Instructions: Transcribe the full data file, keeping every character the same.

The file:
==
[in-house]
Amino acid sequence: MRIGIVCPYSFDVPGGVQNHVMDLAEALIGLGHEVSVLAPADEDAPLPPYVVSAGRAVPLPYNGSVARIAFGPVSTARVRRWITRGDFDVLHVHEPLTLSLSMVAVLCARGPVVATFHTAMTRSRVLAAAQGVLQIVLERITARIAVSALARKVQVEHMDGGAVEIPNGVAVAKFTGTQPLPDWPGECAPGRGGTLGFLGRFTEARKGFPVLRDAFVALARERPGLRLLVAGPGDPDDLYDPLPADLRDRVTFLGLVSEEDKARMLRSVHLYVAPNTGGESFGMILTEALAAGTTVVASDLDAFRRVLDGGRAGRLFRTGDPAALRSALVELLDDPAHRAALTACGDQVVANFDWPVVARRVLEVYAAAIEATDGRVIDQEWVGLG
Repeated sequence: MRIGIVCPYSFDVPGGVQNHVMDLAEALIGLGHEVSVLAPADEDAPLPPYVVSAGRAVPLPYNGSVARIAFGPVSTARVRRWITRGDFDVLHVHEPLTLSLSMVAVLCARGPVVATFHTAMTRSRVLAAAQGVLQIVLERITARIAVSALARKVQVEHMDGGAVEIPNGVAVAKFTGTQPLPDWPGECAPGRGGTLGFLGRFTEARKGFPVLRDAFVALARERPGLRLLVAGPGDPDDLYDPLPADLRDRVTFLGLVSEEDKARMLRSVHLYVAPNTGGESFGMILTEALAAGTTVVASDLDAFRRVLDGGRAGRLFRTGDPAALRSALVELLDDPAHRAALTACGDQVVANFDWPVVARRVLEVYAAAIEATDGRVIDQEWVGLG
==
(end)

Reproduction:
[in-house]
Amino acid sequence: MRIGIVCPYSFDVPGGVQNHVMDLAEALIGLGHEVSVLAPADEDAPLPPYVVSAGRAVPLPYNGSVARIAFGPVSTARVRRWITRGDFDVLHVHEPLTLSLSMVAVLCARGPVVATFHTAMTRSRVLAAAQGVLQIVLERITARIAVSALARKVQVEHMDGGAVEIPNGVAVAKFTGTQPLPDWPGECAPGRGGTLGFLGRFTEARKGFPVLRDAFVALARERPGLRLLVAGPGDPDDLYDPLPADLRDRVTFLGLVSEEDKARMLRSVHLYVAPNTGGESFGMILTEALAAGTTVVASDLDAFRRVLDGGRAGRLFRTGDPAALRSALVELLDDPAHRAALTACGDQVVANFDWPVVARRVLEVYAAAIEATDGRVIDQEWVGLG
Repeated sequence: MRIGIVCPYSFDVPGGVQNHVMDLAEALIGLGHEVSVLAPADEDAPLPPYVVSAGRAVPLPYNGSVARIAFGPVSTARVRRWITRGDFDVLHVHEPLTLSLSMVAVLCARGPVVATFHTAMTRSRVLAAAQGVLQIVLERITARIAVSALARKVQVEHMDGGAVEIPNGVAVAKFTGTQPLPDWPGECAPGRGGTLGFLGRFTEARKGFPVLRDAFVALARERPGLRLLVAGPGDPDDLYDPLPADLRDRVTFLGLVSEEDKARMLRSVHLYVAPNTGGESFGMILTEALAAGTTVVASDLDAFRRVLDGGRAGRLFRTGDPAALRSALVELLDDPAHRAALTACGDQVVANFDWPVVARRVLEVYAAAIEATDGRVIDQEWVGLG